Free Study Guide: The Trial by Franz Kafka - Synopsis / Analysis|
Downloadable / Printable Version
THE TRIAL: FREE LITERARY CRITICISM / LITERARY ELEMENTS
Dostoevsky it delineates the soul in the form of philosophic fiction. It has allegories, satire, parables and commentary. There are references to nature as the background. Robing and disrobing, when K. is arrested and after he meets Titorelli and again when the executors fetch him are very significant. His material and spiritual existence are implied in the change of clothes. The dog is a recurring metaphor where it symbolizes submission to faith at the spiritual level. The exquisite description of the chapel is another mark of Kafka's style. Change of rooms and of furniture mark important phases in K.'s life. He is arrested in Fräulein Bürstner's room. The rooms return to their original state after the whipper and the wardens disappear. This is also allegory emphasizing K.'s guilt.
K. also symbolizes the reader's response. The voyeuristic reader is like the neighbors in the framed windows like an impressionist painting looking at K.'s room. Illusion is also used as an effective technique. K. prejudges the court and its officials. The whipping scene could also be an illusion. To return to the framed window, the framing metaphor leads to the "framing" of K. as the accused, who is in fact the author. K. walked the busy streets in his office through with the manufacturer, seeing life pass by. He sits by the chair near the window when he is arrested.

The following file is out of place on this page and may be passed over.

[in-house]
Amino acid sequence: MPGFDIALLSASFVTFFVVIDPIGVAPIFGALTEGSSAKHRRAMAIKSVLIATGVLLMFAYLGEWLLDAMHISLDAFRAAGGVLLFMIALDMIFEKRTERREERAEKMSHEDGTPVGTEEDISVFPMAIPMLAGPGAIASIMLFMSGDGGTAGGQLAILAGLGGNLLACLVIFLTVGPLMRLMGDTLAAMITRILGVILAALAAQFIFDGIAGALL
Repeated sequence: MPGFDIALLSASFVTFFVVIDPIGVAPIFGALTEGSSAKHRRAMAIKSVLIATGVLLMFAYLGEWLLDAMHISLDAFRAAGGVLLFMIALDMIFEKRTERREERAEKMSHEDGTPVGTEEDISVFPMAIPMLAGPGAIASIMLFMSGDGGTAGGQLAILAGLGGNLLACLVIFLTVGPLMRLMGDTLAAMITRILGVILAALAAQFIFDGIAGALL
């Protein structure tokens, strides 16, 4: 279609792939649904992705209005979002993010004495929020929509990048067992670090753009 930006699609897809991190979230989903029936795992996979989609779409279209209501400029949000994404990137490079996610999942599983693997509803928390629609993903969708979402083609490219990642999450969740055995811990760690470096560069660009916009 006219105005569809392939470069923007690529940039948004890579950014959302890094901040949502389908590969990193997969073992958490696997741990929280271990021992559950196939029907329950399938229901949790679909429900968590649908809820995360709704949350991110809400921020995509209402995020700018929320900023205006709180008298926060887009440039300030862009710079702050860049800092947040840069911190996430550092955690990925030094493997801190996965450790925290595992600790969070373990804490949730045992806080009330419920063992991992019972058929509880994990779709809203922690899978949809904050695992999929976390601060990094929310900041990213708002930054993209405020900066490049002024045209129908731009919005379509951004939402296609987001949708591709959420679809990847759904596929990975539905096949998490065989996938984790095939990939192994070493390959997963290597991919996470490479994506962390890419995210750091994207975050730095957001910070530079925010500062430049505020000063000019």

Curiously naming is a device used. Franz, the warder and K. both stand for Kafka's name. Franz awaiting his finance could be like Kafka's breakup with his fiancée. Dizziness and breathlessness are used to show his confusion in the courtroom and in the painter's place spatial metaphor is used in the maze of courtrooms showing that the trial is complicated. The court even rents out rooms making money.
Deceiving as a metaphor is seen when the doorkeeper in the parable is a slave and the private man a free person.
Huld symbolizes familial authority and divine with which K.'s uncle believes in. But K.'s refusal to give in symbolizes the modern man. Superstition used effectively also when the audience guesses who is guilty by looking at the accused. The court looms large finally as a ubiquitous metaphor dominating the interests of K. and the reader as a theatre where action or non-action is played out.
K.'s observation reveals very clearly that the injustice meted out at every stage of the trial. K. has deep sympathy for the officials and even empathizes with the officials caught in the judicial rut and muddle K. is the narrator commenting on the judicial system as well as the character undergoing the painful experience. The lawyers are humane, jovial and amiable. But they could easily get upset with arrogant behavior. As the novel moves closer to the climax K. loses more and more confidence. Height is a metaphor when K. raises himself to match the manufacturer and the Assistant Manager in their heights. It gives him a sense of control. The Assistant Manager's appearance is like a scepter, again a metaphor hiding his feelings. K. is likewise masking his appearance. He is civil and follows the formalities of courtesy without any genuine feeling. The bottom line is that K.'s career is affected. He is civil and follows the formalities of courtesy without any genuine felling.